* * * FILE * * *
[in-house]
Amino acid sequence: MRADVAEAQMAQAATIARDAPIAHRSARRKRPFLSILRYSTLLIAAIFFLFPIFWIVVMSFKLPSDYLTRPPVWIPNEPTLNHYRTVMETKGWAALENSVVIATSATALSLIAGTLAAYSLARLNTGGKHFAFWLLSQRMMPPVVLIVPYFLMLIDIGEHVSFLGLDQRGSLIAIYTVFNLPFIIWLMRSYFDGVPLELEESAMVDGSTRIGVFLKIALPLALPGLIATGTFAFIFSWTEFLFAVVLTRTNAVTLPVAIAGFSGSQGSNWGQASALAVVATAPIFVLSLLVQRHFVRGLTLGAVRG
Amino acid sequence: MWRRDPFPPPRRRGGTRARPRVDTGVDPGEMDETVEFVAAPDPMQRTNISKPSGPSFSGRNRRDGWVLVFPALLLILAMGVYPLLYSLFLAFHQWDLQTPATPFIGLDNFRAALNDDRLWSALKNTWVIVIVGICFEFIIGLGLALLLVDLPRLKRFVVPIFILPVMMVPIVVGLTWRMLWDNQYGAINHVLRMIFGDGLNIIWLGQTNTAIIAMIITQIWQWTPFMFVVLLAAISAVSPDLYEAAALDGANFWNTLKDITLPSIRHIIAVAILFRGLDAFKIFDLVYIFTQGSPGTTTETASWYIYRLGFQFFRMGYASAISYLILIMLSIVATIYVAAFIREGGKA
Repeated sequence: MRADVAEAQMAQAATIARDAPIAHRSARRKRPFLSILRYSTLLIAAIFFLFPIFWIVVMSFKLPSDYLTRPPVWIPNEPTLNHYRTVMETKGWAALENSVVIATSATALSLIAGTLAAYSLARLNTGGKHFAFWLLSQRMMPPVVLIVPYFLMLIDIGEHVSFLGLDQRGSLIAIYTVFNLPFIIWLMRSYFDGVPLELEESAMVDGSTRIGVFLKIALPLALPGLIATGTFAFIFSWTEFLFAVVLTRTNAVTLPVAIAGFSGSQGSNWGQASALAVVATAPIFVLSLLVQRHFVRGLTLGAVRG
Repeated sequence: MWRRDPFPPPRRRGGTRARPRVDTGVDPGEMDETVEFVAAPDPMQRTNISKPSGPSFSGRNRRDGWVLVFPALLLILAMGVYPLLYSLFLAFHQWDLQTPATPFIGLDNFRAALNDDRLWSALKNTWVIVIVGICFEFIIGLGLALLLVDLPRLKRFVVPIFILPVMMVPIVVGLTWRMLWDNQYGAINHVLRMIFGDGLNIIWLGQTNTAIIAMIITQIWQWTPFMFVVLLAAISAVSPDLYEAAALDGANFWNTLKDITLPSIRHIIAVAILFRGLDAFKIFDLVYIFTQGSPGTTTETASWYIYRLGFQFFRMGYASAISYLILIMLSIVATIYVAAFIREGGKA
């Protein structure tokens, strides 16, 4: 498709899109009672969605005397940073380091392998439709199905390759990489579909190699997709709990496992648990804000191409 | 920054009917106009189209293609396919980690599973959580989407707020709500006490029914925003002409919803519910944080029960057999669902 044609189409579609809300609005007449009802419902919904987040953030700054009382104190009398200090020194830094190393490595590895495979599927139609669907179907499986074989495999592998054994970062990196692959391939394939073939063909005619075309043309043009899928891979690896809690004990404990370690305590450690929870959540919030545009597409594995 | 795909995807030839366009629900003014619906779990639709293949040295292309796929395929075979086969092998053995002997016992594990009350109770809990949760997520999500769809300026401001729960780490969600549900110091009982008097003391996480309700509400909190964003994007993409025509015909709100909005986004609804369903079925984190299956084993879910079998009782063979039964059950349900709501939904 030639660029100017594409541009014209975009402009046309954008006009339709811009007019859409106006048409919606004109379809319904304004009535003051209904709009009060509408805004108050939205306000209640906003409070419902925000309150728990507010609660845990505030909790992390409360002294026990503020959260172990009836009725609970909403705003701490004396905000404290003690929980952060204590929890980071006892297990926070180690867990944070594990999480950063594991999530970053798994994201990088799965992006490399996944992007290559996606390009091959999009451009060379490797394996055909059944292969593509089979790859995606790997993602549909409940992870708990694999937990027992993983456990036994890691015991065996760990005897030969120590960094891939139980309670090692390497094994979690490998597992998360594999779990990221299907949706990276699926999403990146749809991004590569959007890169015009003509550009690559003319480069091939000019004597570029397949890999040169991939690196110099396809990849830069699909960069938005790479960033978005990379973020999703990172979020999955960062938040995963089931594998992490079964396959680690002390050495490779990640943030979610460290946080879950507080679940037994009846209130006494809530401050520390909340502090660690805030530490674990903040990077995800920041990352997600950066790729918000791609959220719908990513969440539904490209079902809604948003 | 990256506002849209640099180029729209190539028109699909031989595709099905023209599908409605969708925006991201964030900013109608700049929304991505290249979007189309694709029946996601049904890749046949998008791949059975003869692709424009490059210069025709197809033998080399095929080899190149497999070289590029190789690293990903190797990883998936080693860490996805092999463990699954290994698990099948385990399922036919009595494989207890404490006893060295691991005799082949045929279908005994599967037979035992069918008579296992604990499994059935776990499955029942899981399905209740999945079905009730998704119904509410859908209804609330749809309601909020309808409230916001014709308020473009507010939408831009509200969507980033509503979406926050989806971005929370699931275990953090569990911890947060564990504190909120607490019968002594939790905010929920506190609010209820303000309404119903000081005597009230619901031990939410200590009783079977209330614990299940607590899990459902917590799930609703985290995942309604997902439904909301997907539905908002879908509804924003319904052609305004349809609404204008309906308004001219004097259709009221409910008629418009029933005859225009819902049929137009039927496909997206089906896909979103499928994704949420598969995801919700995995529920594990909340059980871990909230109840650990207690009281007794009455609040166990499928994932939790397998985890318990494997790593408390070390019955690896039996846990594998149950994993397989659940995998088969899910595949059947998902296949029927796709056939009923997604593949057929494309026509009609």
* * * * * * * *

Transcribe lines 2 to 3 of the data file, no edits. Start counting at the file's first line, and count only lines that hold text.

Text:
Amino acid sequence: MRADVAEAQMAQAATIARDAPIAHRSARRKRPFLSILRYSTLLIAAIFFLFPIFWIVVMSFKLPSDYLTRPPVWIPNEPTLNHYRTVMETKGWAALENSVVIATSATALSLIAGTLAAYSLARLNTGGKHFAFWLLSQRMMPPVVLIVPYFLMLIDIGEHVSFLGLDQRGSLIAIYTVFNLPFIIWLMRSYFDGVPLELEESAMVDGSTRIGVFLKIALPLALPGLIATGTFAFIFSWTEFLFAVVLTRTNAVTLPVAIAGFSGSQGSNWGQASALAVVATAPIFVLSLLVQRHFVRGLTLGAVRG
Amino acid sequence: MWRRDPFPPPRRRGGTRARPRVDTGVDPGEMDETVEFVAAPDPMQRTNISKPSGPSFSGRNRRDGWVLVFPALLLILAMGVYPLLYSLFLAFHQWDLQTPATPFIGLDNFRAALNDDRLWSALKNTWVIVIVGICFEFIIGLGLALLLVDLPRLKRFVVPIFILPVMMVPIVVGLTWRMLWDNQYGAINHVLRMIFGDGLNIIWLGQTNTAIIAMIITQIWQWTPFMFVVLLAAISAVSPDLYEAAALDGANFWNTLKDITLPSIRHIIAVAILFRGLDAFKIFDLVYIFTQGSPGTTTETASWYIYRLGFQFFRMGYASAISYLILIMLSIVATIYVAAFIREGGKA